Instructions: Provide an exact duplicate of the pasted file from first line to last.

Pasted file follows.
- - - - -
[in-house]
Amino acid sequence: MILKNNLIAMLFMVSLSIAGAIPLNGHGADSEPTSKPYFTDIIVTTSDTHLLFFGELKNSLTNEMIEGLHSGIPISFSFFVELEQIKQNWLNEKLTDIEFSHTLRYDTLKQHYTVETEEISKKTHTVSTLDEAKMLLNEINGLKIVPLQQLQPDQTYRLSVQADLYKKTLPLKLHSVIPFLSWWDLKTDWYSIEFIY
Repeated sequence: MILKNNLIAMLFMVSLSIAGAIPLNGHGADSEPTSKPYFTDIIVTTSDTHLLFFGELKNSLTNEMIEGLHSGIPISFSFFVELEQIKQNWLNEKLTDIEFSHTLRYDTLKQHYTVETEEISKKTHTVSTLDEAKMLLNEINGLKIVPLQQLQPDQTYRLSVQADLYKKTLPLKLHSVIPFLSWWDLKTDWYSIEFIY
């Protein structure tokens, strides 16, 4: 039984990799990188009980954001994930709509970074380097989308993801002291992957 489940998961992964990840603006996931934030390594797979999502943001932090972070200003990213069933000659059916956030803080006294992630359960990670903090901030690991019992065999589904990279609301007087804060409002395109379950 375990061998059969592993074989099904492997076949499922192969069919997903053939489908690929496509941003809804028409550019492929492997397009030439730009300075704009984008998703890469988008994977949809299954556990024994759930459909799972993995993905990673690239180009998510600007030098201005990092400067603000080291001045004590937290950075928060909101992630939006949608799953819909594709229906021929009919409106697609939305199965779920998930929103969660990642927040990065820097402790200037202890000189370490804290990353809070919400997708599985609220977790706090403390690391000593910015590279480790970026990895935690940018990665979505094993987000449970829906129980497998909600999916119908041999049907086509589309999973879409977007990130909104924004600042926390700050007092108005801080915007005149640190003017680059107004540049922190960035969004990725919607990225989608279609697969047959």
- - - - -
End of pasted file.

[in-house]
Amino acid sequence: MILKNNLIAMLFMVSLSIAGAIPLNGHGADSEPTSKPYFTDIIVTTSDTHLLFFGELKNSLTNEMIEGLHSGIPISFSFFVELEQIKQNWLNEKLTDIEFSHTLRYDTLKQHYTVETEEISKKTHTVSTLDEAKMLLNEINGLKIVPLQQLQPDQTYRLSVQADLYKKTLPLKLHSVIPFLSWWDLKTDWYSIEFIY
Repeated sequence: MILKNNLIAMLFMVSLSIAGAIPLNGHGADSEPTSKPYFTDIIVTTSDTHLLFFGELKNSLTNEMIEGLHSGIPISFSFFVELEQIKQNWLNEKLTDIEFSHTLRYDTLKQHYTVETEEISKKTHTVSTLDEAKMLLNEINGLKIVPLQQLQPDQTYRLSVQADLYKKTLPLKLHSVIPFLSWWDLKTDWYSIEFIY
């Protein structure tokens, strides 16, 4: 039984990799990188009980954001994930709509970074380097989308993801002291992957 489940998961992964990840603006996931934030390594797979999502943001932090972070200003990213069933000659059916956030803080006294992630359960990670903090901030690991019992065999589904990279609301007087804060409002395109379950 375990061998059969592993074989099904492997076949499922192969069919997903053939489908690929496509941003809804028409550019492929492997397009030439730009300075704009984008998703890469988008994977949809299954556990024994759930459909799972993995993905990673690239180009998510600007030098201005990092400067603000080291001045004590937290950075928060909101992630939006949608799953819909594709229906021929009919409106697609939305199965779920998930929103969660990642927040990065820097402790200037202890000189370490804290990353809070919400997708599985609220977790706090403390690391000593910015590279480790970026990895935690940018990665979505094993987000449970829906129980497998909600999916119908041999049907086509589309999973879409977007990130909104924004600042926390700050007092108005801080915007005149640190003017680059107004540049922190960035969004990725919607990225989608279609697969047959």